Anthrax LT increases the capacity of murine neutrophils to produce superoxide ex vivo
Parallel results were observed in bone marrow-derived neutrophils obtained from mice treated with anthrax LT in vivo. Bone marrow-derived neutrophils from either LT-treated C57BL/6 (Fig. 4,A) or BALB/c mice (Fig. 4,B) showed increased PMA-induced superoxide production compared with PBS-treated controls. Moreover, prior in vivo LT treatment led to more sustained production of superoxide, resulting in a substantial increase in overall superoxide production. This prolongation in superoxide production was observed in neutrophils 24–72 h following treatment with anthrax LT, as previously shown in vitro (Fig. 3). Similar to bone marrow-derived neutrophils, peripheral blood neutrophils obtained from LT-treated mice in vivo showed markedly greater superoxide production than neutrophils obtained from PBS-treated control animals. PMA-stimulated superoxide in neutrophils from LT-treated animals was sustained above baseline for >3 h, resulting in much greater overall superoxide production than that in control cultures, which returned to baseline levels within 1 h (Fig. 4,C). To address the limitation that PMA is a nonphysiological stimulus, we also examined the effect of LT treatment on superoxide induced through the TLR2 and TLR4 pathways predicted to be activated during infection, using Pam3 and LPS, respectively. As observed in experiments with PMA, bone marrow-derived neutrophils obtained from LT-treated mice showed enhanced superoxide production in response to TLR stimulation, which persisted for at least 3 days in ex vivo cultures (Fig. 4 D).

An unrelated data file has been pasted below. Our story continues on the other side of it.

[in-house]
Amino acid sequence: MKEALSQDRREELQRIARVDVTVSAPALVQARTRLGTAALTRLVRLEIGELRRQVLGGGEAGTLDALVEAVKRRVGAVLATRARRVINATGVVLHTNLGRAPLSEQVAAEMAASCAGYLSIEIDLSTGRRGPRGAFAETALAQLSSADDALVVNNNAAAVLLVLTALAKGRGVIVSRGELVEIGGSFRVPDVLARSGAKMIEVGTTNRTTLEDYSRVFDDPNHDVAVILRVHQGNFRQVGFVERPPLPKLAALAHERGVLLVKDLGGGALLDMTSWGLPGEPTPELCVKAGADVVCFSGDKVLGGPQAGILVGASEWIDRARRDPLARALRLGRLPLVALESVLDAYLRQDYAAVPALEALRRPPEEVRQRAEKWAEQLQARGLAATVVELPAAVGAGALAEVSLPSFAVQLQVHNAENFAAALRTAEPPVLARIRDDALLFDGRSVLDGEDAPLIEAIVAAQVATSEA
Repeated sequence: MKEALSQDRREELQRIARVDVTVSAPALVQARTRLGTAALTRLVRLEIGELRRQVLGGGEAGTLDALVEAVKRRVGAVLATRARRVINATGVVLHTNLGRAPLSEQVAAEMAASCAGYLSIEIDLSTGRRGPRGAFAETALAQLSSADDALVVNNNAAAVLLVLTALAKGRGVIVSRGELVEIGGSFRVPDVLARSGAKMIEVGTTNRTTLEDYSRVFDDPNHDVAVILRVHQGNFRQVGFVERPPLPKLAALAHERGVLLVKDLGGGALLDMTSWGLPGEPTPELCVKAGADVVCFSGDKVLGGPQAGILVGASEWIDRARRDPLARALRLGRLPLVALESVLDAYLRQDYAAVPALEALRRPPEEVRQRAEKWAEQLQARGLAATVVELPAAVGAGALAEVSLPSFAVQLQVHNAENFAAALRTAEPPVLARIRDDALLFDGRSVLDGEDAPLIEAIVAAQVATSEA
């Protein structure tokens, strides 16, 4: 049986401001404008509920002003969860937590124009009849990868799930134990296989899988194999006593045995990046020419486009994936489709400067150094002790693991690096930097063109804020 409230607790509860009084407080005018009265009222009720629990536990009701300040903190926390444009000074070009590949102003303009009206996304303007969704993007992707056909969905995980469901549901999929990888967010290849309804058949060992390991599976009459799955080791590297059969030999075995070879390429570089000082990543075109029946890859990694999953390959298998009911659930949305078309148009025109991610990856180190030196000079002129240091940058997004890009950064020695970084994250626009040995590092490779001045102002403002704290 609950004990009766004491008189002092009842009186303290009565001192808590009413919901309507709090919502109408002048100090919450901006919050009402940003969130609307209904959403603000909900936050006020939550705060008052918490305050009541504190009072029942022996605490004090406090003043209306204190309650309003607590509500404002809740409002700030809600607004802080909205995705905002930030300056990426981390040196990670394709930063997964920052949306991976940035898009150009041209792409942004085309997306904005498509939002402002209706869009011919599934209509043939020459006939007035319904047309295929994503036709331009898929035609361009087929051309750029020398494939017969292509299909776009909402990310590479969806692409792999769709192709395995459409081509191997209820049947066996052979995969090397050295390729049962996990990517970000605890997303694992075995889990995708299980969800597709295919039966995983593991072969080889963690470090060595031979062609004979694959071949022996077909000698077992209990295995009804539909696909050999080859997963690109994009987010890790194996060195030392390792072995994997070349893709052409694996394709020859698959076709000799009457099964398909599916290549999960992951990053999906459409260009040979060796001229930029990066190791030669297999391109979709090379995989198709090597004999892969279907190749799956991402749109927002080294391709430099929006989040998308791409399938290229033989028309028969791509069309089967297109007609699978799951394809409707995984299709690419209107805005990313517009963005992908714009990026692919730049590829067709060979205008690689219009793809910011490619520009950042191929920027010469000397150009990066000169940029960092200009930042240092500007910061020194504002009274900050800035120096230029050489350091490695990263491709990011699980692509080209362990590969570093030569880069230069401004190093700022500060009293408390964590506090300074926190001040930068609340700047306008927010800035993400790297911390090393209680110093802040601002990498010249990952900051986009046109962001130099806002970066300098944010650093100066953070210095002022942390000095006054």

Anthrax LT-induced enhancement of neutrophil superoxide production requires residual JNK signaling and correlates with effects of MEK1/2 inhibition